Corporate hangars are often pre-engineered metal buildings that don’t always conform to manufacturers’ standard sizes. This Indianapolis Executive Airport facility provides second-floor elevator access for offices; houses ventilation for two exterior 12,000-gallon fuel tanks and 40,000 gallons of underground storage for fire protection; and features an all-glass, 120-by-28-foot hydraulic lift door. The exterior matches the client’s other buildings across the U.S.
Not All Corporate Hangars Are Created Equal
But they all must address the same design questions to develop a productive relationship with the owner and satisfy the client.
Driven by growth in U.S. GDP and corporate profits, more and more companies are buying, maintaining and piloting their own fleet of planes. According to the Federal Aviation Administration (FAA), sales of turbine-powered jets are projected to grow 2% a year to 2039; turbojet sales, 2.2% a year. In 2018 alone, business jet deliveries rose 17%.
Companies need a place to store and care for these assets, so the demand for corporate hangars is also growing. But corporate hangars aren’t like other commercial buildings. Yes, they need lobbies, storage, conference rooms, kitchens, bathrooms and parking. They also must be accessible, incorporate fire suppression and tie into existing utilities. But that’s where the similarities end.
Business jets run on unleaded kerosene or a naphtha-kerosene blend, which means they’re essentially bombs with wings. To minimize the potential for crashes during ground navigation and provide unobstructed views for airborne pilots, FAA guidelines strictly regulate hangar height as well as location relative to taxiways, runways, other buildings and roads. Obtaining FAA and airport board approval on hangar location and orientation is the critical first step in constructing a hangar. In addition, local authorities often have their own zoning regulations, utility connection requirements and permitting prerequisites.
Hangars also have unique internal spaces, such as pilot and flight prep areas, and they almost always have outdoor fuel tanks and equipment right next to the building. As a result, designers spend more time educating aviation clients than, say, developers of office parks and warehouses.
Want to be in the know for an upcoming hangar project? Here are five things most people don’t know about corporate hangars.
1. The plan starts with the plane.
Business jets are growing, with tail heights of some new models pushing 27 feet. Because plane size and number influence hangar size and configuration, the mix of current and future aircraft is foundational for design discussions. What model(s) does the client own? Does the client expect to expand its fleet? How many and how large? The answers to these questions drive hangar and door size, the first cost estimation.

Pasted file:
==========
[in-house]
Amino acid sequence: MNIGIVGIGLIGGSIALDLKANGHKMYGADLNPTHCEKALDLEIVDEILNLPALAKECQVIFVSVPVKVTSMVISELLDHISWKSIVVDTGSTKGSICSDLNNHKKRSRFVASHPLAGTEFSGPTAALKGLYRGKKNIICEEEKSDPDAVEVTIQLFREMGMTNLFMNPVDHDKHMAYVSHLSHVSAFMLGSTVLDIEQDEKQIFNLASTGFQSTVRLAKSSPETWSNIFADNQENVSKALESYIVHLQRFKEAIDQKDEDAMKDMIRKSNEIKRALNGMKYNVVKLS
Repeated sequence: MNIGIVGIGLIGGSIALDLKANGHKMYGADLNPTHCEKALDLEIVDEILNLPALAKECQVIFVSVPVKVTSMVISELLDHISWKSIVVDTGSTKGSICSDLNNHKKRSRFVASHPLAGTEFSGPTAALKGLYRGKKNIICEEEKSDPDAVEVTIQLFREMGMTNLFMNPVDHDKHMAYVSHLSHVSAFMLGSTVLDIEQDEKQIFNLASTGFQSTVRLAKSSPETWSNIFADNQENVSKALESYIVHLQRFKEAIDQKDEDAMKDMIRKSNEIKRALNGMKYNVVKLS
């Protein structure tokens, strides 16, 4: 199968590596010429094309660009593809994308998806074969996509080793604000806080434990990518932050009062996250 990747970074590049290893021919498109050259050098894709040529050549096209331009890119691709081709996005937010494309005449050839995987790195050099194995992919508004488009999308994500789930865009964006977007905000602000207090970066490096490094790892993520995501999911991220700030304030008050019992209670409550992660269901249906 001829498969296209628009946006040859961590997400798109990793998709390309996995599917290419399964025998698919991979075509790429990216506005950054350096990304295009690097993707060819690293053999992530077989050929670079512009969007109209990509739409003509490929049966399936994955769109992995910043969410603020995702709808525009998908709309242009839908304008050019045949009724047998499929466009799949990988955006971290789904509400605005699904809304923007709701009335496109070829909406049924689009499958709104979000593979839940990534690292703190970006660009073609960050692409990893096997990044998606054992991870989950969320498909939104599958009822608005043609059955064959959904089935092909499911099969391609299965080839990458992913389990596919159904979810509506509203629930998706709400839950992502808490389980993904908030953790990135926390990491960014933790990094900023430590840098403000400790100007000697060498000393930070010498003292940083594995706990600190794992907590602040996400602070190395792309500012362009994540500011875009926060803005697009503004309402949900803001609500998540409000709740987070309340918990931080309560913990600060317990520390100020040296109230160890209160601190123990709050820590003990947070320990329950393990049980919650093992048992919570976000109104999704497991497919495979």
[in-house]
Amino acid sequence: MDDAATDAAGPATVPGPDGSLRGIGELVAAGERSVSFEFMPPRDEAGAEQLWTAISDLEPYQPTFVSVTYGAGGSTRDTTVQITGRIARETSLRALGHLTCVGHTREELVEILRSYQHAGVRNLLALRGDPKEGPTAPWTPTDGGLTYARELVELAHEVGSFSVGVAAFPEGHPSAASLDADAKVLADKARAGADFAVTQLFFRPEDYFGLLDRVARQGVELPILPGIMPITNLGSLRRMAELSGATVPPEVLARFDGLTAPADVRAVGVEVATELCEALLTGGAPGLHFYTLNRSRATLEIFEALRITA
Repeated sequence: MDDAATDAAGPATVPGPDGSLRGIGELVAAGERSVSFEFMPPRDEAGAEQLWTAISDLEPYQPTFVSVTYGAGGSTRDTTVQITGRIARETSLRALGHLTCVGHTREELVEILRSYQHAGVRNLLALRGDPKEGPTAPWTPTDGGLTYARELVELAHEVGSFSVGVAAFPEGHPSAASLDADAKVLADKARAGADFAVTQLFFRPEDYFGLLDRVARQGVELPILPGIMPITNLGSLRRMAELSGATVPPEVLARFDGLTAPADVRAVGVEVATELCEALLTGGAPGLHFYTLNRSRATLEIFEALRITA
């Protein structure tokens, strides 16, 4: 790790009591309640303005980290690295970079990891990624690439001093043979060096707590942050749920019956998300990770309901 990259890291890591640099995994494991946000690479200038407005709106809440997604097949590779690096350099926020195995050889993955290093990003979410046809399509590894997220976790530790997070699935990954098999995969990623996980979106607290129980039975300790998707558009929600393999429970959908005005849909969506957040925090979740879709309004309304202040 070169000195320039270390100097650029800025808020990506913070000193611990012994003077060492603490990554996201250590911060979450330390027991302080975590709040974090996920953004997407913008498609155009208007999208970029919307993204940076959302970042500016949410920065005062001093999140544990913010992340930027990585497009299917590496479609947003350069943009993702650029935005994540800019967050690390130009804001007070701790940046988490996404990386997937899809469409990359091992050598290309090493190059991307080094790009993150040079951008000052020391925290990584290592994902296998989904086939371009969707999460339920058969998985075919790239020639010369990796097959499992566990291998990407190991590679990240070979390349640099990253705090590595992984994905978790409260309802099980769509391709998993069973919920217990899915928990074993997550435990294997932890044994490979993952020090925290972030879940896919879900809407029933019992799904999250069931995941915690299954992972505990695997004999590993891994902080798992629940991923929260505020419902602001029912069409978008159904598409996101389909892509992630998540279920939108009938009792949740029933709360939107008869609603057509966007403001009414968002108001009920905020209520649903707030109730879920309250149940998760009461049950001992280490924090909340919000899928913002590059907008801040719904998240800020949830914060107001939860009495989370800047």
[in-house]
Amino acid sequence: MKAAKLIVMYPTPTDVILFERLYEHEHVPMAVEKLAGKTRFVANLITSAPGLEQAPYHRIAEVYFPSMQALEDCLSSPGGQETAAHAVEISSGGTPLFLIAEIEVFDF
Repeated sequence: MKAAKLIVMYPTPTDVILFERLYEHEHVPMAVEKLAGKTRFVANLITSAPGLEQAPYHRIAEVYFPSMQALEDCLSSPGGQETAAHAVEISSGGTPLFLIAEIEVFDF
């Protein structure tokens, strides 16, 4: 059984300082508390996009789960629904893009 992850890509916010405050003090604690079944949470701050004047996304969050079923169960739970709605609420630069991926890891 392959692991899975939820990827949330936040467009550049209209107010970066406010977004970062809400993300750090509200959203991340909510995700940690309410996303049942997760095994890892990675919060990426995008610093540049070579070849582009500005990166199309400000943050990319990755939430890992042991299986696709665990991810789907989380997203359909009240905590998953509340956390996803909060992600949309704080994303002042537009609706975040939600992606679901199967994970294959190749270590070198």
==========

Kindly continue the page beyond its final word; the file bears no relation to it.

2. What happens in the hangar?
Hangars can be used to store and/or maintain planes. Not surprisingly, code complexity increases with size and function. Storage-only hangars are generally smaller than their maintenance counterparts, but they still require clients and designers to address apron size and plane parking/tie downs. Maintenance hangars need dedicated work spaces and storage for equipment like tugs and lifts.
3. Get the planes in, get the planes out.
Hangar doors can slide from side to side like barn doors, lift vertically or fold horizontally like garage doors. Each mechanism has pros and cons related to hangar function, door opening size and location. Whatever the final choice, the door is a costly component and must meet the owner’s functional requirements vis-à-vis maintenance.
4. You can’t fight fires with water.
Jet fuel burns at 800° to 1500°F. While a fire that hot isn’t likely to melt the steel many hangars are made of, it won’t be extinguished by water, either. In fact, water is more likely to spread the fire.
States base their fire protection specifications on International Building Code (IBC) occupancy uses and building types. Once the hangar’s internal area surpasses 40,000 square feet and/or door height reaches 28 feet, the IBC and National Fire Protection Association require foam/water fire suppression. Depending on state and local requirements, foam storage and dispersal systems can have significant impact on the design—and cost!
5. Location, location, location.
A company can house its fleet at any of 2,903 general aviation (GA) airports across the nation (GA airports don’t support military or, usually, commercial flights). Each one charges rent for the land on which a hangar is located; fuel; and, depending on local laws, property tax on fleet value.
A no-frills, 5,000-to-6,000-square-foot hangar costs $750,000 to $1 million; hangars 12,000 square feet and larger can range from $2 million to more than $50 million depending on the client’s needs. Add those figures to facility operating costs, and a client’s making a significant investment.
So, in addition to guiding site development and facility design, part of my job is counseling clients on where to house their fleets. Factoring in all these considerations is a delicate balance, but one that with the proper foresight and insight, enables me and my colleagues to efficiently complete cost-effective projects.
This is the proposed hangar design for Cincinnati-based insurance and investments company at historic Lunken Airport in downtown Cincinnati.